Knowing exactly what you want from your life and committing to it in the form of goal setting can be liberating or overwhelming, depending on how you approach it.
It is common knowledge that you can not do more than one thing at a time and do it well so even though setting goals can offer a sense of direction, it will not automatically turn into clarity or focus.
Do you struggle with what to do first? Do you wonder if focusing on one thing will take time away from everything else that you have set out to do? Do you ever end up with a lot of half baked projects with none of them fully completed to your satisfaction?
If you answered yes to any of the above questions, then this piece of advice from Warren Buffet might help. Hailed as the “The Sage of Omaha” for his astute business mind with success spanning across decades and industries, it is safe to assume that the third richest man in the world knows exactly how to expend his time and resources.
Below is a story on how he chooses to prioritize, as recounted by personal development and habits expert, James Clear.
The Story of Mike Flint
Mike Flint was Buffett’s personal airplane pilot for 10 years. (Flint has also flown four US Presidents, so I think we can safely say he is good at his job.) According to Flint, he was talking about his career priorities with Buffett when his boss asked the pilot to go through a 3-step exercise.
Here’s how it works…
STEP 1: Buffett started by asking Flint to write down his top 25 career goals. So, Flint took some time and wrote them down.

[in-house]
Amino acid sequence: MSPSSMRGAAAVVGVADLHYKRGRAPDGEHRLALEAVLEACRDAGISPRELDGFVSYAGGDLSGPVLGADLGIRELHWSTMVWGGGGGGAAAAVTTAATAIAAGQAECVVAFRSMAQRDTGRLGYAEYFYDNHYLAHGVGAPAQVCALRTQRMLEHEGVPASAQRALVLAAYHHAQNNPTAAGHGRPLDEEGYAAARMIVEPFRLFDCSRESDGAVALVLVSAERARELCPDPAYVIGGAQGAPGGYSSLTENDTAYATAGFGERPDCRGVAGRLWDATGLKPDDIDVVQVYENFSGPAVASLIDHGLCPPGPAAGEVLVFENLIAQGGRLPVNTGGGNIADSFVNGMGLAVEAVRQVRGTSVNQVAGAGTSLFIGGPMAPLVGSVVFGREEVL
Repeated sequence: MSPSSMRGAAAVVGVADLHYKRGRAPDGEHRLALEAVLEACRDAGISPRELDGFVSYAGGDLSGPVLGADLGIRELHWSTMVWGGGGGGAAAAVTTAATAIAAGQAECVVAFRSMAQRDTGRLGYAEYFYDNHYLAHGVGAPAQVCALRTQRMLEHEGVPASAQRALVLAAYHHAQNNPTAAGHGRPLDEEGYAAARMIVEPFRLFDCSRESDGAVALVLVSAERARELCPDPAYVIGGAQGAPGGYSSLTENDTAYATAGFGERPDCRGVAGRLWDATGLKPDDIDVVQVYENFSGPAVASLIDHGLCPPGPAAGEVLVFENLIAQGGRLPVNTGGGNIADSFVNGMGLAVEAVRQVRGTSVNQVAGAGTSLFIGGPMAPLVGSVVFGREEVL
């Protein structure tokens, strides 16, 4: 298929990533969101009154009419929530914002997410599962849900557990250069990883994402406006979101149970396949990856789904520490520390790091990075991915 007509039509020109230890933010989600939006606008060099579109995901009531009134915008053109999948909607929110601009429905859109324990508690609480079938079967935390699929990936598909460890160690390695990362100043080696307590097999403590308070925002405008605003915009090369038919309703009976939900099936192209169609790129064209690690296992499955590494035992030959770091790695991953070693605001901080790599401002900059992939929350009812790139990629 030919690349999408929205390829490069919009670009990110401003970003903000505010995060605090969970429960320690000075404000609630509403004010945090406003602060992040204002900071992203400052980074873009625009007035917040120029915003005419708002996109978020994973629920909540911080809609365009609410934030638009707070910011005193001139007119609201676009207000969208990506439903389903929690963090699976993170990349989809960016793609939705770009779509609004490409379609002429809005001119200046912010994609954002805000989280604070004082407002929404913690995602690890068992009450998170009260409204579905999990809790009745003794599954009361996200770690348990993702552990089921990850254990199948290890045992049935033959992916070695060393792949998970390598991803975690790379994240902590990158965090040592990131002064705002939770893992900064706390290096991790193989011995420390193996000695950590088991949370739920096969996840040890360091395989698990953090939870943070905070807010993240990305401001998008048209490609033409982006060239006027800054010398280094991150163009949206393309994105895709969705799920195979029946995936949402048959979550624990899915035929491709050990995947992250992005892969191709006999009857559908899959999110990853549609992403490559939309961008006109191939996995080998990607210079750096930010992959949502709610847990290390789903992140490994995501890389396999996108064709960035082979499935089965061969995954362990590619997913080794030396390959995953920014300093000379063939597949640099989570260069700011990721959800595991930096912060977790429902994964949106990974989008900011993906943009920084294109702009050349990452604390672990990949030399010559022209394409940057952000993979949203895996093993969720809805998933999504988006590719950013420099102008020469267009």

STEP 2: Then, Buffett asked Flint to review his list and circle his top 5 goals. Again, Flint took some time, made his way through the list, and eventually decided on his 5 most important goals.
STEP 3: At this point, Flint had two lists. The 5 items he had circled were List A and the 20 items he had not circled were List B.
Flint confirmed that he would start working on his top 5 goals right away. And that’s when Buffett asked him about the second list, “And what about the ones you didn’t circle?”
Flint replied, “Well, the top 5 are my primary focus, but the other 20 come in a close second. They are still important so I’ll work on those intermittently as I see fit. They are not as urgent, but I still plan to give them a dedicated effort.”
To which Buffett replied, “No. You’ve got it wrong, Mike. Everything you didn’t circle just became your Avoid-At-All-Cost list. No matter what, these things get no attention from you until you’ve succeeded with your top 5.”
Makes sense, doesn’t it? It is easy to justify spending time on goals you have already decided are important to you, so you need to make sure that there is also an order to which goals you need to accomplish more than others, and then eliminate the distractions until you are ready to focus on them.